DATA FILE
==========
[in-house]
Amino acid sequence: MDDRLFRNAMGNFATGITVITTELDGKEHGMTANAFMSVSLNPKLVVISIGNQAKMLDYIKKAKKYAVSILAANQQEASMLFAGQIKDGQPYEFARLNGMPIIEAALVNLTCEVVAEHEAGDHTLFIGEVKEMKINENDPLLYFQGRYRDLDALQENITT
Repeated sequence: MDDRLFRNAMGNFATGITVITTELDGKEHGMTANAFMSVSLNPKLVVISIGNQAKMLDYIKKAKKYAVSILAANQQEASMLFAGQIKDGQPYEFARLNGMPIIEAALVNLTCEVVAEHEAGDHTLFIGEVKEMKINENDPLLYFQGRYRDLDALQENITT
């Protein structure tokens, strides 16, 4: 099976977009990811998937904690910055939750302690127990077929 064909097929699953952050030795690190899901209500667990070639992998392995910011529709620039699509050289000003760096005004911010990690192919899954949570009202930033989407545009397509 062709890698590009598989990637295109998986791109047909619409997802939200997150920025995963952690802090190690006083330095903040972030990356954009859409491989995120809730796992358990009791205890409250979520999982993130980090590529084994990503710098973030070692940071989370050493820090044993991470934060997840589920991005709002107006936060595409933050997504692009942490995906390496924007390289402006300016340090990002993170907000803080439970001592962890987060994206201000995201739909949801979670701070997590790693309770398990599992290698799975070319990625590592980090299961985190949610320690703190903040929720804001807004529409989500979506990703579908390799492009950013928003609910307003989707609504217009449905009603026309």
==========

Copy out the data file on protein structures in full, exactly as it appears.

[in-house]
Amino acid sequence: MDDRLFRNAMGNFATGITVITTELDGKEHGMTANAFMSVSLNPKLVVISIGNQAKMLDYIKKAKKYAVSILAANQQEASMLFAGQIKDGQPYEFARLNGMPIIEAALVNLTCEVVAEHEAGDHTLFIGEVKEMKINENDPLLYFQGRYRDLDALQENITT
Repeated sequence: MDDRLFRNAMGNFATGITVITTELDGKEHGMTANAFMSVSLNPKLVVISIGNQAKMLDYIKKAKKYAVSILAANQQEASMLFAGQIKDGQPYEFARLNGMPIIEAALVNLTCEVVAEHEAGDHTLFIGEVKEMKINENDPLLYFQGRYRDLDALQENITT
């Protein structure tokens, strides 16, 4: 099976977009990811998937904690910055939750302690127990077929 064909097929699953952050030795690190899901209500667990070639992998392995910011529709620039699509050289000003760096005004911010990690192919899954949570009202930033989407545009397509 062709890698590009598989990637295109998986791109047909619409997802939200997150920025995963952690802090190690006083330095903040972030990356954009859409491989995120809730796992358990009791205890409250979520999982993130980090590529084994990503710098973030070692940071989370050493820090044993991470934060997840589920991005709002107006936060595409933050997504692009942490995906390496924007390289402006300016340090990002993170907000803080439970001592962890987060994206201000995201739909949801979670701070997590790693309770398990599992290698799975070319990625590592980090299961985190949610320690703190903040929720804001807004529409989500979506990703579908390799492009950013928003609910307003989707609504217009449905009603026309």